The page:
Studying the Novice Programmer  book cover
1st Edition

Studying the Novice Programmer

ISBN 9780805800036
Published November 1, 1988 by Psychology Press
504 Pages

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Book Description

Parallel to the growth of computer usage in society is the growth of programming instruction in schools. This informative volume unites a wide range of perspectives on the study of novice programmers that will not only inform readers of empirical findings, but will also provide insights into how novices reason and solve problems within complex domains. The large variety of methodologies found in these studies helps to improve programming instruction and makes this an invaluable reference for researchers planning studies of their own. Topics discussed include historical perspectives, transfer, learning, bugs, and programming environments.

Table of Contents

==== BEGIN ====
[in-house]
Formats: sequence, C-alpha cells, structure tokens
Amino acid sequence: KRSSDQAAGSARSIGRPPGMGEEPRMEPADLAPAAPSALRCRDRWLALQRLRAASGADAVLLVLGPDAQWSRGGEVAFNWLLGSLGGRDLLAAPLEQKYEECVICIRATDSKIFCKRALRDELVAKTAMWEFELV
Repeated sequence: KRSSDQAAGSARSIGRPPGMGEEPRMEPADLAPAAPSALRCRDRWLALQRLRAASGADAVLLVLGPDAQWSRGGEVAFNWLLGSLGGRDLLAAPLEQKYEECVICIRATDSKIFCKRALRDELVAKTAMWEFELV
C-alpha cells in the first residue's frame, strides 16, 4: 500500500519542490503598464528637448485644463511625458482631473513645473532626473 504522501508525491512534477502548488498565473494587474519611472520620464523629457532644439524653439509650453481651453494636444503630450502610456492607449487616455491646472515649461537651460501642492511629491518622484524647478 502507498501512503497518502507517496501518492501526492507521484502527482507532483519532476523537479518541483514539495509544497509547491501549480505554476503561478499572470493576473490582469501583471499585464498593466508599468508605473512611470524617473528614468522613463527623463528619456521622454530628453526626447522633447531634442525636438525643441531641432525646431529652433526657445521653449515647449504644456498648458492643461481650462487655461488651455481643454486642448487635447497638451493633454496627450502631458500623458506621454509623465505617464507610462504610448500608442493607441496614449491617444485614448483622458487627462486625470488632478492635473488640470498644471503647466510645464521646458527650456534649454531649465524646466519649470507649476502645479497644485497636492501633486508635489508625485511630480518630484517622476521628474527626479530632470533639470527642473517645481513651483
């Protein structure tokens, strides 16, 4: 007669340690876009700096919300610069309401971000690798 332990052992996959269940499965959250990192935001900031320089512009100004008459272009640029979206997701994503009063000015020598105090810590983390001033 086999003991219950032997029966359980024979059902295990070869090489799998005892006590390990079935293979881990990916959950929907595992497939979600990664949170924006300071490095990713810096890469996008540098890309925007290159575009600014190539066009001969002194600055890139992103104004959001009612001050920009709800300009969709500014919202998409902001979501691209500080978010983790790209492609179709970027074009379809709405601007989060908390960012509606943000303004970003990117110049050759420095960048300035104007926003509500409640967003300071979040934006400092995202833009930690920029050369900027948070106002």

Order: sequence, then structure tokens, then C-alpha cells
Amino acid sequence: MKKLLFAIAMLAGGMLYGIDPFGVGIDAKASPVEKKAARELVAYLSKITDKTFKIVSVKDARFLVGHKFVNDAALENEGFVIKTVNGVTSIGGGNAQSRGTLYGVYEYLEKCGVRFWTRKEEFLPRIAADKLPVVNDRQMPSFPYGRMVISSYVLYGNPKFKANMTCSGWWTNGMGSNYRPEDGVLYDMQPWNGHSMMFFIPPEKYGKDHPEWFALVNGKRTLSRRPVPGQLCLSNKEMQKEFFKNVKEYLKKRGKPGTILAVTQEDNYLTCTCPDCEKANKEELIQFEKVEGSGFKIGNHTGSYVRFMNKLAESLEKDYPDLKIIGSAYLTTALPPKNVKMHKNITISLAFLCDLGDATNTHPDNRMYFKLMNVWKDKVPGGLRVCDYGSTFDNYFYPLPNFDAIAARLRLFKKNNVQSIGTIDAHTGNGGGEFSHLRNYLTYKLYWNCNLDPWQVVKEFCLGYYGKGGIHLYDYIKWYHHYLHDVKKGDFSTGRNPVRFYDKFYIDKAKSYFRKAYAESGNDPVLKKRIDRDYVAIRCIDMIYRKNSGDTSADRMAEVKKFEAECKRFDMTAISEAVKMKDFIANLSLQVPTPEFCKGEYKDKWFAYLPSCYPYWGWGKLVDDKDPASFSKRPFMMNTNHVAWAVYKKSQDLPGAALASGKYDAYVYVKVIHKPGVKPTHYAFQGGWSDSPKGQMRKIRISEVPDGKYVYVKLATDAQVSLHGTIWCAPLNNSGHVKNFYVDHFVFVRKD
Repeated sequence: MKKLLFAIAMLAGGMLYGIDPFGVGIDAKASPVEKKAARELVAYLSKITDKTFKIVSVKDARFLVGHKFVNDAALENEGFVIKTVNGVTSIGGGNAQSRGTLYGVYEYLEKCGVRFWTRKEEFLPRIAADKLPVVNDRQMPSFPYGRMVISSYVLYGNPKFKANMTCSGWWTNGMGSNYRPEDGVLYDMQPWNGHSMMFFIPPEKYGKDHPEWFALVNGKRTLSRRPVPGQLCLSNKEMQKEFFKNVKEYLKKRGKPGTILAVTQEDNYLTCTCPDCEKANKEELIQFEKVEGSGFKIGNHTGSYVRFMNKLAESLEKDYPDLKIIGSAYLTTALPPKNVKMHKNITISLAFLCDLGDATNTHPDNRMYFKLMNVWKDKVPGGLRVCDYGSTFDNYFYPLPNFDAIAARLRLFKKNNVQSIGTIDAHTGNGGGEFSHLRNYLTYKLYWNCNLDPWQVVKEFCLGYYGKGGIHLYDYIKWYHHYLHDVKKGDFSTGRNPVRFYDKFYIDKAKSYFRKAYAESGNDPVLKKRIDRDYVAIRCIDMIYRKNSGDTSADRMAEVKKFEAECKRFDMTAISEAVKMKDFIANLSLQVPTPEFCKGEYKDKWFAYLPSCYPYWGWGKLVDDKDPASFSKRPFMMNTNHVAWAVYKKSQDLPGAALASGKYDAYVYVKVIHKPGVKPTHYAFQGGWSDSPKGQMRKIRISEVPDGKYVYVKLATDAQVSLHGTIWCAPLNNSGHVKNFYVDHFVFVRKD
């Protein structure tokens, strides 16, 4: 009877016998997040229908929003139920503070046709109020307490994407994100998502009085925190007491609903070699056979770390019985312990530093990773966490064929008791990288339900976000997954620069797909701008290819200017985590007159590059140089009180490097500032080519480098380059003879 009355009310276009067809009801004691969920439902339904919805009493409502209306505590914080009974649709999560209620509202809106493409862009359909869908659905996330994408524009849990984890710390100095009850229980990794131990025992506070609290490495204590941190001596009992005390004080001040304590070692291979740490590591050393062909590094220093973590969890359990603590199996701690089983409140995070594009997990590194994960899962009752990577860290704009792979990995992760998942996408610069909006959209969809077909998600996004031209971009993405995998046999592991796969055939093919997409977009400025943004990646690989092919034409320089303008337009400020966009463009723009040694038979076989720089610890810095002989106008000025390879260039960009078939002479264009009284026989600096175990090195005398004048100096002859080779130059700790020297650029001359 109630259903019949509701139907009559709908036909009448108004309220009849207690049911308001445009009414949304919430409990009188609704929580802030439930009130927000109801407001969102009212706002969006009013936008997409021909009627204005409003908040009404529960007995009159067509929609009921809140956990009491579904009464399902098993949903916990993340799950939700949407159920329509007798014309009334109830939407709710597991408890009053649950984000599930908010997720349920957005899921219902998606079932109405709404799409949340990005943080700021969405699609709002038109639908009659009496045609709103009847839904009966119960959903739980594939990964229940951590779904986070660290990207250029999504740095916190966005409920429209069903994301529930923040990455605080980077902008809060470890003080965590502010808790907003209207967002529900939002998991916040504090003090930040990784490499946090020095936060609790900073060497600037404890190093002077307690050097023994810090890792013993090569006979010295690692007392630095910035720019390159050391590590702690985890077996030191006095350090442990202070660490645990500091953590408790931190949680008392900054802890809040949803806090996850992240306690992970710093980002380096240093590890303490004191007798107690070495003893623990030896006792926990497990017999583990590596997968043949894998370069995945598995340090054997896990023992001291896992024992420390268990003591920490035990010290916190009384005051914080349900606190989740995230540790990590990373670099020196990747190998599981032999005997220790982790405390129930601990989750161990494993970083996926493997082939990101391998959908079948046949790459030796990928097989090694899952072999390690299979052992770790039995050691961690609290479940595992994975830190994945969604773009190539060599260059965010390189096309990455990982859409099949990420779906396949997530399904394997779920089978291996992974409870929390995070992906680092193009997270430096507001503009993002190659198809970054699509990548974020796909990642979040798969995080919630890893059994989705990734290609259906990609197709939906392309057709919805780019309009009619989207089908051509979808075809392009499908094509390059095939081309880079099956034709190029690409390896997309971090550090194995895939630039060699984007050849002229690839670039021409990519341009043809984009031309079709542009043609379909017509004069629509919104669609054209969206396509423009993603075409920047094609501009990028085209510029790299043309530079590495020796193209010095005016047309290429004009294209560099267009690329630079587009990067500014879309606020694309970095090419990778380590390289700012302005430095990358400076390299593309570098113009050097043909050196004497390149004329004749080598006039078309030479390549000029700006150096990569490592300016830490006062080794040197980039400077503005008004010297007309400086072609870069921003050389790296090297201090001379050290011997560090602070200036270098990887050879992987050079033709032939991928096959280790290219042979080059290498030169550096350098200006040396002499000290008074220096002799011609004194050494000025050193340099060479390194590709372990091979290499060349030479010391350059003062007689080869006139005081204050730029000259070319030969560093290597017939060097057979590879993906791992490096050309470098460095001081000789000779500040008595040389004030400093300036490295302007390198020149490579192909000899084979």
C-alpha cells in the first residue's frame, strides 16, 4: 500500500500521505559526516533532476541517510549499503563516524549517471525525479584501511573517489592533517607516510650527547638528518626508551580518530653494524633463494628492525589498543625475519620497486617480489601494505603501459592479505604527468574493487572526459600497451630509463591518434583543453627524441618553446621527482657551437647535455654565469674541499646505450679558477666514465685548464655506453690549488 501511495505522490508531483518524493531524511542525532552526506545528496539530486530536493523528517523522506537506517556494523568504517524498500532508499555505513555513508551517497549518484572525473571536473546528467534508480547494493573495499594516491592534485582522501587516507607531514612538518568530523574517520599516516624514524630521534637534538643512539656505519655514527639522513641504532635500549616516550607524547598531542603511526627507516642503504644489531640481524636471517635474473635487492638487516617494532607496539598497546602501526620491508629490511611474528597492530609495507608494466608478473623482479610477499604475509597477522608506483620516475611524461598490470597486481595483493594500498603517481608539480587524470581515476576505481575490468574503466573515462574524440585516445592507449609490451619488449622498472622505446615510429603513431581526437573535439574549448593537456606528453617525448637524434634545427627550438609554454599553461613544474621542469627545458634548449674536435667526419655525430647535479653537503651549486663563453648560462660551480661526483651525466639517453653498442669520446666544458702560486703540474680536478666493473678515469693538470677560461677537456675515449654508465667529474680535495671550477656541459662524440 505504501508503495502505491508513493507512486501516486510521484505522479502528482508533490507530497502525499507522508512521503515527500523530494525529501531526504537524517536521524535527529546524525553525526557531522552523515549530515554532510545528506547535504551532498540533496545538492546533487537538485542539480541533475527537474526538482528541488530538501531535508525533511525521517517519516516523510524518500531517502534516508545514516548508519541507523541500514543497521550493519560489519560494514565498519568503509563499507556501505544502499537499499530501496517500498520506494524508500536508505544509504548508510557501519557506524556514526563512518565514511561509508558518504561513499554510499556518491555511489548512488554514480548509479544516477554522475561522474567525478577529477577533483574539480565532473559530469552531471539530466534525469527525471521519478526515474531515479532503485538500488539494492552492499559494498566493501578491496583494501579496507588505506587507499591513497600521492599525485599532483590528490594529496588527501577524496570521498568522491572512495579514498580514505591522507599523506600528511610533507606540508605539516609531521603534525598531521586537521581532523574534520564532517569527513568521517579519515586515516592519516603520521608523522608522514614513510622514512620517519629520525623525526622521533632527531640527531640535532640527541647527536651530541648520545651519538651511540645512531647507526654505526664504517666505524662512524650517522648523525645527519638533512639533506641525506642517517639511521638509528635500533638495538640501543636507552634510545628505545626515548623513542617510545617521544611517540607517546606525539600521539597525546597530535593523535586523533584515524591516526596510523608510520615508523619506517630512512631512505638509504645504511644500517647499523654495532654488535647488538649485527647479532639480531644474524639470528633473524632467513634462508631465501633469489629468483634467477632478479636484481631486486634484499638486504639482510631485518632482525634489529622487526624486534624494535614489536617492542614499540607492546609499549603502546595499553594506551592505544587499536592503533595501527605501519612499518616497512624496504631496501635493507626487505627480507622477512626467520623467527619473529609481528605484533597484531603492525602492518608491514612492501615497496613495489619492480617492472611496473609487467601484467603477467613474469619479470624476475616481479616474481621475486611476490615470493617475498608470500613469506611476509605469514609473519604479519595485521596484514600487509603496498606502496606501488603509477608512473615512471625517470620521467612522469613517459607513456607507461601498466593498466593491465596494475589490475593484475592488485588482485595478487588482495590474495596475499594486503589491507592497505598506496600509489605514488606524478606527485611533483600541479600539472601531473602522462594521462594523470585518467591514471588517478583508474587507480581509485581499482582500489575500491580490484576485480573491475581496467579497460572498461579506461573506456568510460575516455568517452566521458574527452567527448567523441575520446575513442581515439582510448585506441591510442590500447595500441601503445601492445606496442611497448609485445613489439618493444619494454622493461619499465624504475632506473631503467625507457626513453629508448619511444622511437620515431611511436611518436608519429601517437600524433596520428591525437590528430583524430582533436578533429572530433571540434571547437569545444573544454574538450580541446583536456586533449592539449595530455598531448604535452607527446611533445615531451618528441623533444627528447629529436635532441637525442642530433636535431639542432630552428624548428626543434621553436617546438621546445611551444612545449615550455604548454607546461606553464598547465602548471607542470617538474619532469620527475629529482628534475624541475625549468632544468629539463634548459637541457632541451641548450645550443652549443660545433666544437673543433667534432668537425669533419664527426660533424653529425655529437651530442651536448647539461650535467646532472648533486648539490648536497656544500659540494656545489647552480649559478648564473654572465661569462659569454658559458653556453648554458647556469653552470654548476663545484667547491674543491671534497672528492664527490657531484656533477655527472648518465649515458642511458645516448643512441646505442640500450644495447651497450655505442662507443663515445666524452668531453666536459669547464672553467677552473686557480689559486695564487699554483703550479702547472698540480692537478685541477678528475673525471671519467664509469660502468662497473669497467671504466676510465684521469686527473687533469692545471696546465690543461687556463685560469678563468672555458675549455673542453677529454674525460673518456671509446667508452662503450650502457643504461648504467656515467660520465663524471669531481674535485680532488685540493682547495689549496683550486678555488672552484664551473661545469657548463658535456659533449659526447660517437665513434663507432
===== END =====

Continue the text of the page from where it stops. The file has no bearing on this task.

Contents: Part I:Early Work S. Papert, C. Solomon, Twenty Things to do With a Computer. S. Papert, Teaching Children Thinking. Part II:Transfer. A. M. Howe, P. M. Ross, K. R. Johnson, F. Plane, R. Inglis, Teaching Mathematics Through Programming in the Classroom. M. C. Linn, J. Dalbey, Cognitive Consequences of Programming Instruction. D. M. Kurland, R. D. Pea, A Study of the Development of Programming Ability and Thinking Skills in High School Students. R. E. Mayer, J. L. Dyck, W. Vilberg, Learning to Program and Learning to Think: What's the Connection? Part III:Learning Programming Concepts R. E. Mayer, The Psychology of How Novices Learn Computer Programming. R. Samurcay, The Concept of Variable in Programming: Its Mean- ing and Use in Problem Solving by Novice Programmers. J. M. Hoc, Do We Really Have Conditional Statements in our Brains? E. Soloway, J. Bonar, Cognitive Strategies and Looping Constructs: An Empirical Study. H. Kahney, What Do Novice Programmers Know About Recursion? C. M. Kessler, J. R. Anderson, Learning Flow of Control: Recursive and Iterative Procedures. D. N. Perkins, C. Hancock, R. Hobbs, F. Martin, R. Simmons, Conditions of Learning in Novice Programmers. Part IV:Difficulties, Misconceptions and Bugs. B. Du Boulay, Some Difficulties of Learning to Program. R. T. Putnam, D. Sleeman, J. A. Baxter, L. K. Kuspa, A Summary of Misconceptions of High School Basic Programmers. D.M. Kurland, R.D. Pea, Children's Mental Models of Recursive Logo Programs. J. Bonar, E. Soloway, Pre-Programming Knowledge: A Major Source of Misconceptions in Novice Programmers. J. C. Spohrer, E. Soloway, E. Pope, Goal/Plan Analysis of Buggy Pascal Programs. J. C. Spohrer, E. Soloway, Novice Mistakes: Are the Folk Wisdoms Correct? Part V:Designing Programming Environments N. Cunniff, R.P. Taylor, J.B. Black, Does Programming Language Affect the Type of Conceptual Bugs in Beginner's Programs? A Comparison of FPL and Pascal. B. DuBoulav, T. O'Shea, J. Monk, The Black Box Inside the Glass Box: Presenting Computing Concepts to Novices. M. Eisenstadt, M. Brayshaw, An Integrated Textbook Video and Software Environment for Novice and Expert Prolog Programmers. A.A. diSessa, H. Abelson, BOXER: A Reconstructible Computational Medium.

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